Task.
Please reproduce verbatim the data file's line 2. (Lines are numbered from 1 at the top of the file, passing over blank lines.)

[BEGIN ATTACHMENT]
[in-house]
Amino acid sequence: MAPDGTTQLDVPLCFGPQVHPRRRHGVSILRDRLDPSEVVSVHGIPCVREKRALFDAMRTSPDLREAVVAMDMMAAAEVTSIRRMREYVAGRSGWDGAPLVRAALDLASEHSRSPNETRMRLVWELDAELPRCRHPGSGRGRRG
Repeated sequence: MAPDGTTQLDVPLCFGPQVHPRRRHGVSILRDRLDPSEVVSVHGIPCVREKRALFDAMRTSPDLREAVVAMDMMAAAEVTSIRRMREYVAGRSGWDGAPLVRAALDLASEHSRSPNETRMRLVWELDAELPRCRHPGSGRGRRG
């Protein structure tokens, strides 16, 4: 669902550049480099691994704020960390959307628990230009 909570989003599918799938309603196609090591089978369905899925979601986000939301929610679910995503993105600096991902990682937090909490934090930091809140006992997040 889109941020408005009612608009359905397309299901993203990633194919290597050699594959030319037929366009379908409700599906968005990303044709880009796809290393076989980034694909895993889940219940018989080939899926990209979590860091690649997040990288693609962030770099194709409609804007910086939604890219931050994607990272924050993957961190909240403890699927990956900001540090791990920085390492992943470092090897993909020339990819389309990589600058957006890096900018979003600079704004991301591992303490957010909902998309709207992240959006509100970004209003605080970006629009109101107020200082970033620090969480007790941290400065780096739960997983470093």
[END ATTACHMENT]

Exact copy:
Amino acid sequence: MAPDGTTQLDVPLCFGPQVHPRRRHGVSILRDRLDPSEVVSVHGIPCVREKRALFDAMRTSPDLREAVVAMDMMAAAEVTSIRRMREYVAGRSGWDGAPLVRAALDLASEHSRSPNETRMRLVWELDAELPRCRHPGSGRGRRG